chronic kidney disease; body mass index; general population
This paper analyses the potential economic and environmental effects of carbon taxation in Japan using the E3MG model, a global macroeconometric model constructed by the University of Cambridge and Cambridge Econometrics. The paper approaches the issues by considering first the impacts of the carbon tax in Japan introduced in 2012 and then the measures necessary to reduce Japan's emissions in line with its Copenhagen pledge of −25% compared to 1990 levels. The results from the model suggest that FY2012 Tax Reform has only a small impact on emission levels and no significant impact on GDP and employment. The potential costs of reducing emissions to meet the 25% reduction target for 2020 are quite modest, but noticeable. GDP falls by around 1.2% compared to the baseline and employment by 0.4% compared to the baseline. But this could be offset, with some potential economic benefits, if revenues are recycled efficiently. This paper considers two revenue recycling scenarios. The most positive outcome is if revenues are used both to reduce income tax rates and to increase investment in energy efficiency. This paper shows there could be double dividend effects, if Carbon Tax Reform is properly designed.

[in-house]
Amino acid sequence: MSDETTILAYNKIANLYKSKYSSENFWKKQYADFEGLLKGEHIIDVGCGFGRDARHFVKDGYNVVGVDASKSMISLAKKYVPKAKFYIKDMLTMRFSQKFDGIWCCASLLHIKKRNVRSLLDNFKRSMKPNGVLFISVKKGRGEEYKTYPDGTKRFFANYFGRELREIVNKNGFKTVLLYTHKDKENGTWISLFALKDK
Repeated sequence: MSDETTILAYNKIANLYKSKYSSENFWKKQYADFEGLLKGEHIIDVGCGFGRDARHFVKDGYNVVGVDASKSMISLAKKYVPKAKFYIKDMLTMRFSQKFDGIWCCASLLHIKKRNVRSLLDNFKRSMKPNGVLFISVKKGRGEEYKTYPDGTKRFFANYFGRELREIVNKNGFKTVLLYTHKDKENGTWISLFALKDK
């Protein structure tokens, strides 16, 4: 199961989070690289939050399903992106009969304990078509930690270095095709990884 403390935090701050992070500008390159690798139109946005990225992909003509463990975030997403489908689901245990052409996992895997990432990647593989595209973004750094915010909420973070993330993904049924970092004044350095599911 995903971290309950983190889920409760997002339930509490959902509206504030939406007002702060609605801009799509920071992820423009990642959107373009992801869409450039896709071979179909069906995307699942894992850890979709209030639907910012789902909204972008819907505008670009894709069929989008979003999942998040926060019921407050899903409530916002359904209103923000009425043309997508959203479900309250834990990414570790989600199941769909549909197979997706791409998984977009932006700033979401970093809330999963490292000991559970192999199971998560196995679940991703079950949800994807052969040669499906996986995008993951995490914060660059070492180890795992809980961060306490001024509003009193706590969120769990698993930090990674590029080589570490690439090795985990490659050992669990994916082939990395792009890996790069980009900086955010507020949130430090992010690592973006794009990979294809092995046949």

The PACE trial compared the effectiveness of adding adaptive pacing therapy (APT), cognitive behaviour therapy (CBT), or graded exercise therapy (GET), to specialist medical care (SMC) for patients with chronic fatigue syndrome. This paper reports the relative cost-effectiveness of these treatments in terms of quality adjusted life years (QALYs) and improvements in fatigue and physical function.
Resource use was measured and costs calculated. Healthcare and societal costs (healthcare plus lost production and unpaid informal care) were combined with QALYs gained, and changes in fatigue and disability; incremental cost-effectiveness ratios (ICERs) were computed.
SMC patients had significantly lower healthcare costs than those receiving APT, CBT and GET. If society is willing to value a QALY at £30,000 there is a 62.7% likelihood that CBT is the most cost-effective therapy, a 26.8% likelihood that GET is most cost effective, 2.6% that APT is most cost-effective and 7.9% that SMC alone is most cost-effective. Compared to SMC alone, the incremental healthcare cost per QALY was £18,374 for CBT, £23,615 for GET and £55,235 for APT. From a societal perspective CBT has a 59.5% likelihood of being the most cost-effective, GET 34.8%, APT 0.2% and SMC alone 5.5%. CBT and GET dominated SMC, while APT had a cost per QALY of £127,047. ICERs using reductions in fatigue and disability as outcomes largely mirrored these findings.
Comparing the four treatments using a health care perspective, CBT had the greatest probability of being the most cost-effective followed by GET. APT had a lower probability of being the most cost-effective option than SMC alone. The relative cost-effectiveness was even greater from a societal perspective as additional cost savings due to reduced need for informal care were likely.